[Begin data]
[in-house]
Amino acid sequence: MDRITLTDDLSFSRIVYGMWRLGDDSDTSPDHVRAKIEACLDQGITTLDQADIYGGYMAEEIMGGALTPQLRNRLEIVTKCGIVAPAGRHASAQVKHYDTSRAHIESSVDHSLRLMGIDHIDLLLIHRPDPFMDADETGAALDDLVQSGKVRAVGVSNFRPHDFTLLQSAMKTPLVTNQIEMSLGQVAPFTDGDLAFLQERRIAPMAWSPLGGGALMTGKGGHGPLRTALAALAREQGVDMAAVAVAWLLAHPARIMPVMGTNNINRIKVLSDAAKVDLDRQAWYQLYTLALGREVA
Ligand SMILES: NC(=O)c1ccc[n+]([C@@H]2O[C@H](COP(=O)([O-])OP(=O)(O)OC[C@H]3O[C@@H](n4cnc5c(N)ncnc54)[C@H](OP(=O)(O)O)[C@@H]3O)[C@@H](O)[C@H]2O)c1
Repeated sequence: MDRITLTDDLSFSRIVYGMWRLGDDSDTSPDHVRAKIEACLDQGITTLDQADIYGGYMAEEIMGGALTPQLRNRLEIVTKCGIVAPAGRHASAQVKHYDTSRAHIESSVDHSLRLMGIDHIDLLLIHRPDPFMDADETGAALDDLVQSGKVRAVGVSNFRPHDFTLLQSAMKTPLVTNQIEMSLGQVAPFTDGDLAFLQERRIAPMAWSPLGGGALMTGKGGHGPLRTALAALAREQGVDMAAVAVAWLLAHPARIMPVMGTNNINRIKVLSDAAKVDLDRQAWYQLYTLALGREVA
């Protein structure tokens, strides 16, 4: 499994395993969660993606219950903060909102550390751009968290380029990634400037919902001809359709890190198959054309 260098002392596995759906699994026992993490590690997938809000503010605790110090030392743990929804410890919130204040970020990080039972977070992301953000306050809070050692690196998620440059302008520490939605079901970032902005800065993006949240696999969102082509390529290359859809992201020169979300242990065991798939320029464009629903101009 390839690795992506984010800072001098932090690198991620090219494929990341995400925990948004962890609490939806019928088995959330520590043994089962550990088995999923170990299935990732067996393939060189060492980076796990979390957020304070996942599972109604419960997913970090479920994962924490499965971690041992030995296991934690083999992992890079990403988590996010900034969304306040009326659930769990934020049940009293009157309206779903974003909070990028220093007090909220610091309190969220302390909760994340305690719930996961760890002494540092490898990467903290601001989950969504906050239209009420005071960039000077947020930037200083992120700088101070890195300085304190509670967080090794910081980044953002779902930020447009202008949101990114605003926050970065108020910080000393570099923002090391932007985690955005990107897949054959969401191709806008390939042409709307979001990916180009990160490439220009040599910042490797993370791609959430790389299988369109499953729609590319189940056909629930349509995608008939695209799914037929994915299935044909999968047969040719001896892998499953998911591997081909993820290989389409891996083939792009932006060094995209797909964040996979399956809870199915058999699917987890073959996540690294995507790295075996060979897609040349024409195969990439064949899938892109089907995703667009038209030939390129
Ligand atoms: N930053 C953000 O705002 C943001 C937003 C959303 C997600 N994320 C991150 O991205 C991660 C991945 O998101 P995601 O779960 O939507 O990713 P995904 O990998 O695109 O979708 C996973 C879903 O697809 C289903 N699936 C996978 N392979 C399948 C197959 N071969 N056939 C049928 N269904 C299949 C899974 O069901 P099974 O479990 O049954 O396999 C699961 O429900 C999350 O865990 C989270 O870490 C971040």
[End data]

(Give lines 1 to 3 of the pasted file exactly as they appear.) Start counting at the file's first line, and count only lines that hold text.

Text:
[in-house]
Amino acid sequence: MDRITLTDDLSFSRIVYGMWRLGDDSDTSPDHVRAKIEACLDQGITTLDQADIYGGYMAEEIMGGALTPQLRNRLEIVTKCGIVAPAGRHASAQVKHYDTSRAHIESSVDHSLRLMGIDHIDLLLIHRPDPFMDADETGAALDDLVQSGKVRAVGVSNFRPHDFTLLQSAMKTPLVTNQIEMSLGQVAPFTDGDLAFLQERRIAPMAWSPLGGGALMTGKGGHGPLRTALAALAREQGVDMAAVAVAWLLAHPARIMPVMGTNNINRIKVLSDAAKVDLDRQAWYQLYTLALGREVA
Ligand SMILES: NC(=O)c1ccc[n+]([C@@H]2O[C@H](COP(=O)([O-])OP(=O)(O)OC[C@H]3O[C@@H](n4cnc5c(N)ncnc54)[C@H](OP(=O)(O)O)[C@@H]3O)[C@@H](O)[C@H]2O)c1